September 20, 2005

In This eNewsletter:
Stereophile's First Blog, By Jon Iverson
• High-end Audio News from CEDIA 2005, by John Atkinson
• To SACD or not to SACD? That is the Question, by Ken Kessler
• Shameless Plug: Sound Bites, by Ken Kessler

Stereophile's First Blog, By Jon Iverson

Mentioning the new Stereophile blog to folks this past week, I usually got two questions. First, "Cool, what will it be about?" Then, "What, in fact, is a blog?"

Here's the second answer first: "Blog" sounds like a name for a pet (this from someone who has a cat named "Pixel" and who always thought "Laptop" would make the perfect feline moniker), but the noun is actually a contraction of "weblog" and, in simple terms, refers to an online diary that is updated often.

We'll initially be using our blog software in two ways: To allow ambitious writers to create a running commentary of their audiophile observations, and to allow communities of Stereophile contributors to write in on topics such as show reports from the Consumer Electronics Show and the Home Entertainment Show. (HE2006 will be in Los Angeles!)

To kick things off, Stephen Mejias has agreed to dive in with a blog he refers to as "Elements of our Enthusiasm." Mejias was recently promoted to assistant editor after serving time as the magazine's editorial assistant for several years and has an office-eye view of what goes on behind the scenes at Stereophile and within the high-end audio industry. He is young, a gifted writer (his CES coverage this year garnered the most page views of any of our reports), and considers himself relatively new to the audiophile thing.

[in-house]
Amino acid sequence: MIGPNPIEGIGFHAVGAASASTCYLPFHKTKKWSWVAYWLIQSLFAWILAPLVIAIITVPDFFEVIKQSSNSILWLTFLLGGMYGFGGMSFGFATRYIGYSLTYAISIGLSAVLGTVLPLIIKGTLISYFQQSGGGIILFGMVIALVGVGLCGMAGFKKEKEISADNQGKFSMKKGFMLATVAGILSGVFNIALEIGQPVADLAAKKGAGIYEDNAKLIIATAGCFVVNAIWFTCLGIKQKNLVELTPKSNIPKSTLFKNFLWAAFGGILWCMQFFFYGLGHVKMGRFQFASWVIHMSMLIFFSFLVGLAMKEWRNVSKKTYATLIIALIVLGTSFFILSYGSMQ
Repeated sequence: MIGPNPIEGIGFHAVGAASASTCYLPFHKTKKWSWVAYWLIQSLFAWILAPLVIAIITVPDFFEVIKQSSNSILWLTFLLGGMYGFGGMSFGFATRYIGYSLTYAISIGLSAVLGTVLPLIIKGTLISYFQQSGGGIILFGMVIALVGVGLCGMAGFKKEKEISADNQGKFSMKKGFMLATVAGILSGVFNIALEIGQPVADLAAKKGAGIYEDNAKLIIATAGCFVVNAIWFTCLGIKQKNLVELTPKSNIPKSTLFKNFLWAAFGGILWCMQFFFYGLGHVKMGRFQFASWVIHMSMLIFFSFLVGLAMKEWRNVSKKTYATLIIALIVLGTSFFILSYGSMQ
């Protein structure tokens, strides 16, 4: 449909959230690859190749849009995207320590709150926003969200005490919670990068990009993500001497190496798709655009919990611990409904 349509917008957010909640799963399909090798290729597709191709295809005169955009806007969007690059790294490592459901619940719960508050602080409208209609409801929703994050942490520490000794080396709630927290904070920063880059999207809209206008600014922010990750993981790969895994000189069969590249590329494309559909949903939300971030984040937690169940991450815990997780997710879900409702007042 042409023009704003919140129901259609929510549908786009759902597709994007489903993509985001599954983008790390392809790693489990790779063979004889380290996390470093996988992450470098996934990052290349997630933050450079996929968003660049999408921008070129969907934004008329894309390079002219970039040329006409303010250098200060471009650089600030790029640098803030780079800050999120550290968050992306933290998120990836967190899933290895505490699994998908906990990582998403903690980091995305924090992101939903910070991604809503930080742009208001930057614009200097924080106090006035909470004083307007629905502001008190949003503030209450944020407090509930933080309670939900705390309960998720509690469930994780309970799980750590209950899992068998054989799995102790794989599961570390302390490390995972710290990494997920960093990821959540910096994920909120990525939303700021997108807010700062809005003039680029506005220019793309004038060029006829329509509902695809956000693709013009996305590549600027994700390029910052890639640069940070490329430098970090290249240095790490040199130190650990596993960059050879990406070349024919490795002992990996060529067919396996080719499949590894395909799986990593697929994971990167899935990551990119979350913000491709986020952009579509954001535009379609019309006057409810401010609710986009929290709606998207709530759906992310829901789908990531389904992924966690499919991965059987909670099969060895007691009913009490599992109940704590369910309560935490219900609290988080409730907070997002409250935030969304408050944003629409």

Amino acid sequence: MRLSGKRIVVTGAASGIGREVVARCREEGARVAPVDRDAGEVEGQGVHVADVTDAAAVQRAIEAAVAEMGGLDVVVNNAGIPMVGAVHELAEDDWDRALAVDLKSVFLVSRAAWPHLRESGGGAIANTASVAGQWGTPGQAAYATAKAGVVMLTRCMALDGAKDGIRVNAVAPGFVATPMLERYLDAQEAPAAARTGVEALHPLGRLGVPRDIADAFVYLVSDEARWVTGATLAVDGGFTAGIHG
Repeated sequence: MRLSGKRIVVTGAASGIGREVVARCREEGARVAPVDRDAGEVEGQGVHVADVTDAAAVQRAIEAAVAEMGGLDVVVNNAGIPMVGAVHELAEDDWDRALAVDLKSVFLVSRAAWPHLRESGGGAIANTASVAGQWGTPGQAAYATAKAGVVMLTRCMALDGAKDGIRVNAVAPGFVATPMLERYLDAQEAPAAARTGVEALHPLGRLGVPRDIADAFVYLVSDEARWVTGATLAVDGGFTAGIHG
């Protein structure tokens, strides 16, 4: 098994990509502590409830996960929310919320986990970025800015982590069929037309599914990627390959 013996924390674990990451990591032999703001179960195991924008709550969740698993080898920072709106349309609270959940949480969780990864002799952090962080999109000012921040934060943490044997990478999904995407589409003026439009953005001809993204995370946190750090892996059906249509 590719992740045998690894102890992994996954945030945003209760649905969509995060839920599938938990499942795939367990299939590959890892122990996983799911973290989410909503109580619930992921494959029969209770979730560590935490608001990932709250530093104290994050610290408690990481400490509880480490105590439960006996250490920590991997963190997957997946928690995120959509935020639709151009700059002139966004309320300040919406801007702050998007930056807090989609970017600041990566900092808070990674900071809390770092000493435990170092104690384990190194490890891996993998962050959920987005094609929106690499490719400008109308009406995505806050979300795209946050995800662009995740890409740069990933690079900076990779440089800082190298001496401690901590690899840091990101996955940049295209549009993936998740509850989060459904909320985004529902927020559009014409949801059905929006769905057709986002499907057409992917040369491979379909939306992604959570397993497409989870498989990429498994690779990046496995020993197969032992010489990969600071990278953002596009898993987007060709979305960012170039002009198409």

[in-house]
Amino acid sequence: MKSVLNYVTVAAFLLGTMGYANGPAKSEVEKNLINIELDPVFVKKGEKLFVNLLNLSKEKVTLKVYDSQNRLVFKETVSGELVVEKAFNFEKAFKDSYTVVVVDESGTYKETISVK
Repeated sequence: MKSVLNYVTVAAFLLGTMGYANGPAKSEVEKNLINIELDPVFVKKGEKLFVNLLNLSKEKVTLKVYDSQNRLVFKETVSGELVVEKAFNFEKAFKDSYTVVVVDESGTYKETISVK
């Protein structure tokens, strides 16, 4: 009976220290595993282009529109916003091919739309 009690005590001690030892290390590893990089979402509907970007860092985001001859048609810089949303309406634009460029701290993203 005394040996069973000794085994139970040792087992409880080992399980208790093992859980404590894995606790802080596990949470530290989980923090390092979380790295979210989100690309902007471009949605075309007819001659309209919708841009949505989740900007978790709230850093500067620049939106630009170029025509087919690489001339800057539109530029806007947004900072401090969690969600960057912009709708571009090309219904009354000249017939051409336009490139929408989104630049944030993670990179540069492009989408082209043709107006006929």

Mejias sets his agenda: "I'm going to try to be smart, honest, and thoughtful. I'm going to try to make it interesting, meaningful, and fun. I would like the blog to be an innocent look into our industry and other things, including (but not limited to): people, places, and pizza; velvet blazers; oriental rugs; claw-foot tubs; fire-escapes; rainy Fridays; rooftops; sharing hot-fudge sundaes with pretty girls; and, of course, love (blind and double-blind)."

And one more thing: We've added a comments feature, where readers can respond freely to any of Mejias' posts. "I hope that readers will feel compelled to respond to the stories and ideas I share," says SM. "Comments are fun, dialogue is fun. I'm still young, and I'm still new to this_all of this_and I'm sure that I'll learn a lot from you. I can't wait, really."

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High-End Audio News from CEDIA, by John Atkinson

Expo 2005, the trade show promoted by the Custom Electronic Design and Installation Association (CEDIA), took place in Indianapolis at the beginning of September. The venue, as it had been for the previous five shows, was the Indiana Convention Center and the neighboring RCA Dome. Next year, however, and for a couple of years after that, Expo will take place in Denver, Colorado, as the RCA Dome is being demolished to make way for an expansion of the Convention Center. (Don't know where the Colts are going to play. Don't care!)